Tue
Nov 5 2013 1:30pm

How I Beat Pat Rothfuss At Being Pat Rothfuss

Mary Robinette Kowal and Pat Rothfuss

I am smug. Really, insufferably smug. Why, you might ask, do I have this excessive sense of pride? I will tell you. First, you should know about #TheRealRothfuss game.

For two weeks, Pat Rothfuss and five impersonators will all try to convince you that they are the real Pat Rothfuss on Twitter.

At the end of the two weeks, fans will be asked to vote for who they think the real Pat Rothfuss is, and the winning Twitter user will receive a $1000 donation to the charity of their choice, donated by DAW Books.

Next you should know that I was one of the five Rothfi impersonating Pat.

He didn’t tell us who the other players were, and assigned the Twitter handles out of a hat. The only rules were that we couldn’t make up stories about his son, we couldn’t change our accounts photo, and that Pat couldn’t post pictures of himself. Other than that, we could be as tricksy as we wanted to.

Now, here is where the smugness comes in. I had 42% of the vote. The next closest Rothfi was Pat himself (@PatrickRothfuss) with 15% of the vote. Mwhahaha! Or, as Pat would say, “Muahahahaha!”

This is the part that I thought you might find interesting, which is how I convinced people that I was him. Most of you know that I write this series of books set in the Regency and aim for the style of Jane Austen. I applied those same text analysis tricks to Pat’s writing. I was initially helped by a cheatsheet that Amanda, Pat’s assistant, put together for us that talked about things Pat does and doesn’t do. Beard jokes, for instance. Other people make them about him, but he rarely makes them.

Next, I read back through several post both on the blog and on Facebook. The comments were the most useful because that was where we got to see Pat in short form, which is what I’d be doing on Twitter. He had a couple of ticks. One was that he tends to use *asterisks* to emphasize things. He also usually does four dots in an ellipses, though not always.

When I wanted to write something, I’d plug the keyword into the search box on his site to see if he’d ever talked about the subject. If he had, I’d lift language from there, shifting it a little so that a google search wouldn’t return that exact sentence. If he hadn’t, then I’d write it trying to “hear” Pat say it. After I wrote it, I’d look to see if I’d used any idioms, slang or larger words. Then I’d again turn to the search box and look to see if he’d used the word, and if he’d used it in the same context.

For instance, I wrote, “Whoa guys.  Just scrolling through the bajillion tweets that accumulated while I was in flight. You’re all awesome.”

  • I searched for “Whoa” which he never used. I changed that to “Wow.”
  • “Bajillion” returned nothing, so I searched for “illion” to see how he handled long numbers. That gave me “approximately ten hajillion” which I lifted.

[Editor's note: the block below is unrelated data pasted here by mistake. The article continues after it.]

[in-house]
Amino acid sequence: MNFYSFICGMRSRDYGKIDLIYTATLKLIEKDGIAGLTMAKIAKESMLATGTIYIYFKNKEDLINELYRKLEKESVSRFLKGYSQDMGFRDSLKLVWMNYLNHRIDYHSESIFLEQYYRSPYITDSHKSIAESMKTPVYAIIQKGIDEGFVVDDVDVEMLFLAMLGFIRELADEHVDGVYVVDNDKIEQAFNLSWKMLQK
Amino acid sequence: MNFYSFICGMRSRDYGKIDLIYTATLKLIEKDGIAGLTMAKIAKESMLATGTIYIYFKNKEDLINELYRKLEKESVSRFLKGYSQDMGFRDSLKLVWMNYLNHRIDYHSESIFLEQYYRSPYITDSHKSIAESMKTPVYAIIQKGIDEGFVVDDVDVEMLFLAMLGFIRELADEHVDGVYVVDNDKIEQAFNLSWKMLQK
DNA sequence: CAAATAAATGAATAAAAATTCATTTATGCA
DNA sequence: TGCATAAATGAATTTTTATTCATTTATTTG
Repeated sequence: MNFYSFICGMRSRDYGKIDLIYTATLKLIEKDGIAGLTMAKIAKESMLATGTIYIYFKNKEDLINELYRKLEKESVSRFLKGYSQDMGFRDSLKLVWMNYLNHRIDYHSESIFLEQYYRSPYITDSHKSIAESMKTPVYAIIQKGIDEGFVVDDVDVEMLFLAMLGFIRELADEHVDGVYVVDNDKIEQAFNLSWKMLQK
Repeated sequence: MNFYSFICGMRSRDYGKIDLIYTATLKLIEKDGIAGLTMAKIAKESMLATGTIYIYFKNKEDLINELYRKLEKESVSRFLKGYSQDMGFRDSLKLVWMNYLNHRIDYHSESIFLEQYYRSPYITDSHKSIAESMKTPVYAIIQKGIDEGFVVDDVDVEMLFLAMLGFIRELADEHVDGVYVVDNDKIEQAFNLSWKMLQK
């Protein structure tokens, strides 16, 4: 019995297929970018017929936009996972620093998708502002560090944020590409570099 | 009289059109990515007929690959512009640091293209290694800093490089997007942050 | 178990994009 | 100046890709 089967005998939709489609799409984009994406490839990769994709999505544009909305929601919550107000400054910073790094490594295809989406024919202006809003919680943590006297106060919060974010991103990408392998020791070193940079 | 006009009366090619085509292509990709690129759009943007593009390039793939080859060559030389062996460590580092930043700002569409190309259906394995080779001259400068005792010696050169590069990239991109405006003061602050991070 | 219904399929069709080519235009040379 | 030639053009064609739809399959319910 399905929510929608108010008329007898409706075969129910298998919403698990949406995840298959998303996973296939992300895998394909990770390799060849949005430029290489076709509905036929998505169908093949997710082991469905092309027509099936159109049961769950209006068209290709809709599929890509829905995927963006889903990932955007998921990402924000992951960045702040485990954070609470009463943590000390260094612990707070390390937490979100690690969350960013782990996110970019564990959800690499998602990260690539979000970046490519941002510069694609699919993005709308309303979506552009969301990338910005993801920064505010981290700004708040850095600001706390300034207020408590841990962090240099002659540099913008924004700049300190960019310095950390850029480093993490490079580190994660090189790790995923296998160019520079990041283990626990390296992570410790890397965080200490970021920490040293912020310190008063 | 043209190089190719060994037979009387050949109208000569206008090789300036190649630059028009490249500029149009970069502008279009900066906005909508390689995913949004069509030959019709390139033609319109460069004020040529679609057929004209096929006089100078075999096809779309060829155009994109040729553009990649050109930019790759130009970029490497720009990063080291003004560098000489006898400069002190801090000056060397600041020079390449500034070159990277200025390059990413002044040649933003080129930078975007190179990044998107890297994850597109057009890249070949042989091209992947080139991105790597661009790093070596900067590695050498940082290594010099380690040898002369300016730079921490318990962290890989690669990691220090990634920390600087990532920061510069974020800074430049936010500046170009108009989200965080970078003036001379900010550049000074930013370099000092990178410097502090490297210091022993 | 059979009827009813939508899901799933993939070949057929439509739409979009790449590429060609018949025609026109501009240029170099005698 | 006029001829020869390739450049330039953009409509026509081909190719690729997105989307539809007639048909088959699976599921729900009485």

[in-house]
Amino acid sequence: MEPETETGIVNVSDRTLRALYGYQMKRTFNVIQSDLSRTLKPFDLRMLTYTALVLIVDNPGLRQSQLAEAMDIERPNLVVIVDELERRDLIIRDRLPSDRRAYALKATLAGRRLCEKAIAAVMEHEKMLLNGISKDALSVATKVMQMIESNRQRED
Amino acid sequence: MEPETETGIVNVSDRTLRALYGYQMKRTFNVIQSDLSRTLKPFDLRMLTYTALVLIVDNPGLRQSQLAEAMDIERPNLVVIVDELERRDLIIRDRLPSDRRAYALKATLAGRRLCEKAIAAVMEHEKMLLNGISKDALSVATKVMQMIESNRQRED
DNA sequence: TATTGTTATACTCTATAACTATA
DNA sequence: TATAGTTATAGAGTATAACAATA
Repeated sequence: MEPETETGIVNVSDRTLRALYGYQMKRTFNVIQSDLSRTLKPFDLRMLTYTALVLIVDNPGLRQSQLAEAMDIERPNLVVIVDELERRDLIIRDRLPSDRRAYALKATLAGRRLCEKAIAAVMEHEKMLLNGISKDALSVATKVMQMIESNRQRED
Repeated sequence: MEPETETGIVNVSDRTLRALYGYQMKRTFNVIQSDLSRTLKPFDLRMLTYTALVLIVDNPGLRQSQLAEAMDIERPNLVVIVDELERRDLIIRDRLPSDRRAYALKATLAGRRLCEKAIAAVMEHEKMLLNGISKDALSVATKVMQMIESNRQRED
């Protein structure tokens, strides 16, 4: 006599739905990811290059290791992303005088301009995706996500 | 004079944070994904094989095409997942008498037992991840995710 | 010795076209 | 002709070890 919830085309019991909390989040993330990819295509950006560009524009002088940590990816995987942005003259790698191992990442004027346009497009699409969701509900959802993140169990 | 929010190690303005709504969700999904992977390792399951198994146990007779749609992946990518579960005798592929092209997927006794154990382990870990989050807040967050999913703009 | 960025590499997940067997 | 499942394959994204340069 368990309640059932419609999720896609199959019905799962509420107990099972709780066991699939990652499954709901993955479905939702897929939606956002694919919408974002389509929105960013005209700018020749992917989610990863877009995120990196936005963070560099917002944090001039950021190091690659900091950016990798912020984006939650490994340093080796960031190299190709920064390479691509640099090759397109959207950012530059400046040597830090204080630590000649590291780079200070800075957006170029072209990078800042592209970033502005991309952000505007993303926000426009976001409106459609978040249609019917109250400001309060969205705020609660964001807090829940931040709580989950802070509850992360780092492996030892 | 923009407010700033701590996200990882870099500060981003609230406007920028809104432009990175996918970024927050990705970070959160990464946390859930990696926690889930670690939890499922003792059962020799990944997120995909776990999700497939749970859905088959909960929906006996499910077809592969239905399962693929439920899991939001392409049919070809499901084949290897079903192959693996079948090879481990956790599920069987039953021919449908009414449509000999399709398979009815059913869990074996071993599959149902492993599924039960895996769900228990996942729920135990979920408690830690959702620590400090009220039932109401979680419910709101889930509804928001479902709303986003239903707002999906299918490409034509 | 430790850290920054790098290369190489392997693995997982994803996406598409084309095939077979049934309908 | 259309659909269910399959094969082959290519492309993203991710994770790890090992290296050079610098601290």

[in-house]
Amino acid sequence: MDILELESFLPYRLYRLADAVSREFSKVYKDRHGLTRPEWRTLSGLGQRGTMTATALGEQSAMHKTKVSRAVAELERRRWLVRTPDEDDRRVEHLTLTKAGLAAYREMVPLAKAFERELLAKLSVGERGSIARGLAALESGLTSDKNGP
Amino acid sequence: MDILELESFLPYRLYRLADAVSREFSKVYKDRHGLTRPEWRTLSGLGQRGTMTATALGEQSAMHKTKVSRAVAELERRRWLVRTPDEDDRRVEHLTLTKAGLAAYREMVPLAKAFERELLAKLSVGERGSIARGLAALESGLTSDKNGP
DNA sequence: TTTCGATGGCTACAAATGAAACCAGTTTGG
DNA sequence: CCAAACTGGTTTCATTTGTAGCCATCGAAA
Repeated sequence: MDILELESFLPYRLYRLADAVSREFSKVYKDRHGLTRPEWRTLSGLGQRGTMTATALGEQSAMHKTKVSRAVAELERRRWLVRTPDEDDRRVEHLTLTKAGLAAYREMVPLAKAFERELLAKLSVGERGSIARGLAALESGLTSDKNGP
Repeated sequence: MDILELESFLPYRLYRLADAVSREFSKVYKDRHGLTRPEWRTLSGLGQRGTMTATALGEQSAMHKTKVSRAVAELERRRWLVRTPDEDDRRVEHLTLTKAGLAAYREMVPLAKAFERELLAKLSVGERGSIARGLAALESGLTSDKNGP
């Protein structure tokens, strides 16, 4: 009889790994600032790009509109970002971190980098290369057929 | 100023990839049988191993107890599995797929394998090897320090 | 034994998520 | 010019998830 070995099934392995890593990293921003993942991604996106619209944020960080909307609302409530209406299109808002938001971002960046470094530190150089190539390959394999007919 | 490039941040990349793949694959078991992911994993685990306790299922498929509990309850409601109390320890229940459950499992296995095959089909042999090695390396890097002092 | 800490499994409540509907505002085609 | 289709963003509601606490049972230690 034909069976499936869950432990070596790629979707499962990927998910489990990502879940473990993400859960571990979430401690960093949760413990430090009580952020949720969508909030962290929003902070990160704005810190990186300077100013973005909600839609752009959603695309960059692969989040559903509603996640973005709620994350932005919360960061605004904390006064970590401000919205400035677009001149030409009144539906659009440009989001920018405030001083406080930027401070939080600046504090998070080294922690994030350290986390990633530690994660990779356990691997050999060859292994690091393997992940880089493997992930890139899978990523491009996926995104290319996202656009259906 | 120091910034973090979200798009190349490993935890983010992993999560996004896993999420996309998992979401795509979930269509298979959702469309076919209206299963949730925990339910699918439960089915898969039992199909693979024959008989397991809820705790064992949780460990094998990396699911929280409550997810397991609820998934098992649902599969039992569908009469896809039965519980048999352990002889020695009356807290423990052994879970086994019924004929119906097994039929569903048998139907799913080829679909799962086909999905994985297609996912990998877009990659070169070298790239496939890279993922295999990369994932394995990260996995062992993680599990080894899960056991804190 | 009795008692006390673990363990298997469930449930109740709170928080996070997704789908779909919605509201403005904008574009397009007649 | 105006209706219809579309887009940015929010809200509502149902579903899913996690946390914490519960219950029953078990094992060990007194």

• “Awesome” turns up a fair bit, including one phrase, “You guys are awesome.”

That made the whole tweet read as, “Wow. Just scrolling through approximately ten hajillion tweets that accumulated while I was in flight. You guys are awesome.”

I lifted language a couple of other times, including when he posted a link to Facebook and I just grabbed the exact words prefacing and retweeted them. Shortly after that tweet, a funny thing happened. My account got verified by Twitter as being “real.” We don’t know how being verified works, but we know it doesn’t involve contacting the person.

The fact that the photo my account was the same as his Facebook and G+ icons probably helped, but I can’t imagine Twitter making that the entirety of their process. My best guess was that they might have a bot that was looking for reoccurring phrases and the fact that I was lifting phrases triggered it. Four times. We kept changing my username and changing it back, which removes verification. Then it would return.

I had to play the verification two ways. One, I had to play it as Pat, who would be annoyed that his game was being disrupted and pretend to be someone else. But he couldn’t pretend too hard, or that would completely convince people that the account was Pat. Two, I wanted to win, so I did, in fact, want to convince people that the account was really Pat.  It was a fun challenge.

One trick I used…when he sent us an email telling us that he was going to do a blog post later, I tweeted, “We think we have a game plan for dealing with the recurring Verified tag *if* it comes back. Blog post forthcoming.”

I was banking that most of the voters wouldn’t know or think about the fact that he was telling us ahead of time when game related posts were going up. Regardless, whatever that process is someone at Twitter needs to take another look at it.

One of the interesting side effects of the game was that I started to feel responsible for Pat’s fans—not for the work that they loved, but for their well-being. Pat often talks about how amazing they are and he is not kidding. They are clever, funny, and completely dedicated.

The one thing I’ll say is that you guys should stop bugging him about the third book. Role-playing him for two weeks I have to tell you that my @Pat_Rothfuss account got asked that all the time. Even for me, it was wearing. It was clear that it came from a place of enthsiasm and love, but the cummulative effect in just the two weeks I was playing Pat was sort of depressing. As an author, I can tell you that it doesn’t help and the constant pressure sort of makes it harder to write. So from a Faux Rothfuss, please back off of the guy? You guys are awesome.